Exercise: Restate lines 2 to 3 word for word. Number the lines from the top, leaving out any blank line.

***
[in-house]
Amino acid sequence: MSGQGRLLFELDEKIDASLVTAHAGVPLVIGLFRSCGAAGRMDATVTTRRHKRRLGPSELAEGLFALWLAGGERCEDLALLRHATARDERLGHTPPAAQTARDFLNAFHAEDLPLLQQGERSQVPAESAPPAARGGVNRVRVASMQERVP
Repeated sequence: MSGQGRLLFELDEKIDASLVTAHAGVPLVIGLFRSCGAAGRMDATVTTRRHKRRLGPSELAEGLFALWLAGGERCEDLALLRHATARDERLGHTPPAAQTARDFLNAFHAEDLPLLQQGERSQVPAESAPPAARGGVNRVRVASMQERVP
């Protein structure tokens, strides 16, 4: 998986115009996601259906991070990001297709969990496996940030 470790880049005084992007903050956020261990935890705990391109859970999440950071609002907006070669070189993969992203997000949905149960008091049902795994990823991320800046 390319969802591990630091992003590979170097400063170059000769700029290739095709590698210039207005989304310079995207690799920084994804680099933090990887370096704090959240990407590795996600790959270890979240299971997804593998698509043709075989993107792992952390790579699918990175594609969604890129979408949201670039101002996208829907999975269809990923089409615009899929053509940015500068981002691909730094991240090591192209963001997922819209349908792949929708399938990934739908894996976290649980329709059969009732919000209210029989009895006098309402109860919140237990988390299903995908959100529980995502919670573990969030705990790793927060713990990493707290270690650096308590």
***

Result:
Amino acid sequence: MSGQGRLLFELDEKIDASLVTAHAGVPLVIGLFRSCGAAGRMDATVTTRRHKRRLGPSELAEGLFALWLAGGERCEDLALLRHATARDERLGHTPPAAQTARDFLNAFHAEDLPLLQQGERSQVPAESAPPAARGGVNRVRVASMQERVP
Repeated sequence: MSGQGRLLFELDEKIDASLVTAHAGVPLVIGLFRSCGAAGRMDATVTTRRHKRRLGPSELAEGLFALWLAGGERCEDLALLRHATARDERLGHTPPAAQTARDFLNAFHAEDLPLLQQGERSQVPAESAPPAARGGVNRVRVASMQERVP